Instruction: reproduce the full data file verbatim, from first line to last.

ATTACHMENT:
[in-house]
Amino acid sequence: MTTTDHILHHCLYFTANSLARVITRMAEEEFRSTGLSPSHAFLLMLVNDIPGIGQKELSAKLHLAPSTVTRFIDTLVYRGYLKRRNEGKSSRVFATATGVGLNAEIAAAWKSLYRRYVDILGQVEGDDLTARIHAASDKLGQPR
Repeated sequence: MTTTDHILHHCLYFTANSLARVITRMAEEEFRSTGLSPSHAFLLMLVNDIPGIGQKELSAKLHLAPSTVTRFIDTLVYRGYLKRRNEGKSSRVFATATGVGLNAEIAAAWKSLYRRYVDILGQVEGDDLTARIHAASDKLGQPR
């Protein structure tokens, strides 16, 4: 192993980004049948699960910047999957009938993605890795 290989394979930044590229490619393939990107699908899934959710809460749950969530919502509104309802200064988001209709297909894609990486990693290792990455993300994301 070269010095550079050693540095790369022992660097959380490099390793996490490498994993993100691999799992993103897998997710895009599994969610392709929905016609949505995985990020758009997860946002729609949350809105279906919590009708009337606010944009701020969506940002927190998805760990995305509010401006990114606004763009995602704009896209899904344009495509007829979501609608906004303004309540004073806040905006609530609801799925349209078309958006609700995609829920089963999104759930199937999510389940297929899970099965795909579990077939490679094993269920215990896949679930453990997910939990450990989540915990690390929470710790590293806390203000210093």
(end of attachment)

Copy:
[in-house]
Amino acid sequence: MTTTDHILHHCLYFTANSLARVITRMAEEEFRSTGLSPSHAFLLMLVNDIPGIGQKELSAKLHLAPSTVTRFIDTLVYRGYLKRRNEGKSSRVFATATGVGLNAEIAAAWKSLYRRYVDILGQVEGDDLTARIHAASDKLGQPR
Repeated sequence: MTTTDHILHHCLYFTANSLARVITRMAEEEFRSTGLSPSHAFLLMLVNDIPGIGQKELSAKLHLAPSTVTRFIDTLVYRGYLKRRNEGKSSRVFATATGVGLNAEIAAAWKSLYRRYVDILGQVEGDDLTARIHAASDKLGQPR
């Protein structure tokens, strides 16, 4: 192993980004049948699960910047999957009938993605890795 290989394979930044590229490619393939990107699908899934959710809460749950969530919502509104309802200064988001209709297909894609990486990693290792990455993300994301 070269010095550079050693540095790369022992660097959380490099390793996490490498994993993100691999799992993103897998997710895009599994969610392709929905016609949505995985990020758009997860946002729609949350809105279906919590009708009337606010944009701020969506940002927190998805760990995305509010401006990114606004763009995602704009896209899904344009495509007829979501609608906004303004309540004073806040905006609530609801799925349209078309958006609700995609829920089963999104759930199937999510389940297929899970099965795909579990077939490679094993269920215990896949679930453990997910939990450990989540915990690390929470710790590293806390203000210093």